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Contemplative Stance

Reflectively being with our lives and our circumstances (in the acknowledged presence of the Divine) is the most basic and most simple way of living a contemplative stance. It presumes a life of prayer.

A contemplative stance is a way of praying about and living our beliefs and values as individuals and as a community. It is an invitation to listen deeply (contemplatively) which allows us to be truthful about our understandings and feelings regarding significant actions.

A contemplative stance is rooted in deep silence which demands presence and time in the midst of a busy world. It also necessitates respect for ourselves and others as well as deep trust in our experience of God.  It is based in the integrity of each member. It contributes to communal well-being because each person is a vital part of such a stance. It offers a way of making wise decisions through deep discernment by integrating the facts, beliefs and values and consequences.

A contemplative stance contributes to an ever deeper connection among the community members by being together at the depth of our beings with God – and then to let go…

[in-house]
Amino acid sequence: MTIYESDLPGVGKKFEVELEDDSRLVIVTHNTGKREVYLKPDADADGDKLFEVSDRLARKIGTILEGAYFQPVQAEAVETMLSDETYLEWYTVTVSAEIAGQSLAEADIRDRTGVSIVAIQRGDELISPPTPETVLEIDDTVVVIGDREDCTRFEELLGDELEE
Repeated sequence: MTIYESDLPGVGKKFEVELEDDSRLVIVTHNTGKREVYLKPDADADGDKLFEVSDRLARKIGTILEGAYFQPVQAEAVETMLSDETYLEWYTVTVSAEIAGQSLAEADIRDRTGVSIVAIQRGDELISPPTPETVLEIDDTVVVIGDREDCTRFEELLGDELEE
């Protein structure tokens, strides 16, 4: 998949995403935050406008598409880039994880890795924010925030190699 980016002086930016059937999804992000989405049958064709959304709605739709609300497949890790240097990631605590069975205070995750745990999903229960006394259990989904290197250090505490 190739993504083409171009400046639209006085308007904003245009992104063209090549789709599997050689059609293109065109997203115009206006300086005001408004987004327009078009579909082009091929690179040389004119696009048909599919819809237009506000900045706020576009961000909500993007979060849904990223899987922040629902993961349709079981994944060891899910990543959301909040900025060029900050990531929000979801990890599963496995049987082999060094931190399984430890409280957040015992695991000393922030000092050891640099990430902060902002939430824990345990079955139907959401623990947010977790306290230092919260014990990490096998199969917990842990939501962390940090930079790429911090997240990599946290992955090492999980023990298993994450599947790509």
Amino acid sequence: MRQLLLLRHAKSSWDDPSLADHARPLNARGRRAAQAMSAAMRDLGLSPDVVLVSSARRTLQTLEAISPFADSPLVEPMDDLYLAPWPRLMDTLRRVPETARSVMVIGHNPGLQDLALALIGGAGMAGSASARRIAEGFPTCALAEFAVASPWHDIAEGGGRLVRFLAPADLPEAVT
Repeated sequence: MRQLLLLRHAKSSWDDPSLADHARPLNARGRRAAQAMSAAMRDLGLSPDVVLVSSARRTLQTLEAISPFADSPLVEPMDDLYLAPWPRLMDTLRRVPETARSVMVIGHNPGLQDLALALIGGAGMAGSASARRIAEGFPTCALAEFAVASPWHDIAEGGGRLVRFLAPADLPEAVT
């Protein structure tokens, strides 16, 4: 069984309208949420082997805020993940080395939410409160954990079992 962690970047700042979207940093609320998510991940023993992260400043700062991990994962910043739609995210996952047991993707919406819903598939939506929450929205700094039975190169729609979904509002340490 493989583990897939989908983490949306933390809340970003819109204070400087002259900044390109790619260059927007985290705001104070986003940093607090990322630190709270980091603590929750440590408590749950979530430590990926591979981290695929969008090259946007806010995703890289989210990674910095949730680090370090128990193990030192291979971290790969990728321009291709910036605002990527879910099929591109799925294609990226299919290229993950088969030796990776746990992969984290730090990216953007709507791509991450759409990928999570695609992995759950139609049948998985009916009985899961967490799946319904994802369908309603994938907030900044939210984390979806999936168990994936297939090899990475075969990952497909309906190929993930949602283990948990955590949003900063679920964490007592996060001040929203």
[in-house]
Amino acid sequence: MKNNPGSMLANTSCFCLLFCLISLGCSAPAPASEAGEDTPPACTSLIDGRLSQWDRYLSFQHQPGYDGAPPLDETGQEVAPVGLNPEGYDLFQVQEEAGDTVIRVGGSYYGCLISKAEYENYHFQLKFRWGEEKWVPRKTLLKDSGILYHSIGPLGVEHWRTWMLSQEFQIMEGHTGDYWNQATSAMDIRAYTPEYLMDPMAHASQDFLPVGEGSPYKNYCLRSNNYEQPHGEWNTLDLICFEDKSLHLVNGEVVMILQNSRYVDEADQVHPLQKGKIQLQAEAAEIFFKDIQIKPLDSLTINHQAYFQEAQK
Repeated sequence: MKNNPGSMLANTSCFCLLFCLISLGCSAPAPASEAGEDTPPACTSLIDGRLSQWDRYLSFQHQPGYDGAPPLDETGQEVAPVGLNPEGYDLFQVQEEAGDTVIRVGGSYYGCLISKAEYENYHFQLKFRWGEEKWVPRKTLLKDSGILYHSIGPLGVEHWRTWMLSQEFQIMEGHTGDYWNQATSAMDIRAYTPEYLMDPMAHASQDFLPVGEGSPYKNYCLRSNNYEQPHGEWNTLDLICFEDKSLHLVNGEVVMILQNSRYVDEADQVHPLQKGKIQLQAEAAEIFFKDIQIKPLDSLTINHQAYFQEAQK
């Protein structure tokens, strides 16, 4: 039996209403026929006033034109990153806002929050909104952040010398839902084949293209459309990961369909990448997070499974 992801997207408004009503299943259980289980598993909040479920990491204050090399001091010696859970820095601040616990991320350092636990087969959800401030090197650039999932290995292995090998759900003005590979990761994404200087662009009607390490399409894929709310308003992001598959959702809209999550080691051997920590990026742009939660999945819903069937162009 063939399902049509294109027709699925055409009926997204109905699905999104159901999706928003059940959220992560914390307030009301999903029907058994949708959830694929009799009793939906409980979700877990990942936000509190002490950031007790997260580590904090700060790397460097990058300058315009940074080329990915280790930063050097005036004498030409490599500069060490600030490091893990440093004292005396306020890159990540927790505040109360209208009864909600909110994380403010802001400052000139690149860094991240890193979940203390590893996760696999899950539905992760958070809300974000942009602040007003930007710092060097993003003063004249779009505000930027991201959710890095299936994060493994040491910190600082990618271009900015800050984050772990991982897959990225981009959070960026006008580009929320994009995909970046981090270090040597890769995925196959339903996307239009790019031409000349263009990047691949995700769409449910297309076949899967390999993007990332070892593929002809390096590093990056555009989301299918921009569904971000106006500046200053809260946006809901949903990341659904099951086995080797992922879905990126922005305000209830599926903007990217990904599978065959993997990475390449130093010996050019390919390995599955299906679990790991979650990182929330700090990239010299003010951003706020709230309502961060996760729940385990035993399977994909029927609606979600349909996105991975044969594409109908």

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The Institute for Communal Contemplation and Dialogue was founded by IHM Sister Nancy Sylvester to educate, provide resources and organize people of faith to reflect, analyze and act on the critical issues of the Church and society through a process of communal contemplation and dialogue.

ICCD’s vision is rooted in the belief that the increasing polarities we are experiencing in every aspect of our lives reflect the reality that we are living in a time of impasse – a time when we experience the inadequacy of our current structures and belief systems to address the needs, expectations and dreams of Earth community and feel increasingly powerless to do anything about it. ICCD believes that these crises we experience today need to be addressed at a new level of consciousness and that contemplation invites us to that transformation

Since its founding, ICCD has attracted social justice activists, educators, spiritual directors, leaders of religious congregations—people committed to working for systemic change—who experienced impasse—or a “no-way out” situation—in their personal, political or ecclesial lives. They knew something was wrong and desired to engage the situation from a place of inner strength shaped by their spirituality. Through its programs rooted in communal contemplation and dialogue, hundreds of people have come to a new understanding of how to be and act in responding to this moment in our evolutionary journey.

You can learn more about ICCD’s mission and the programs it offers on its website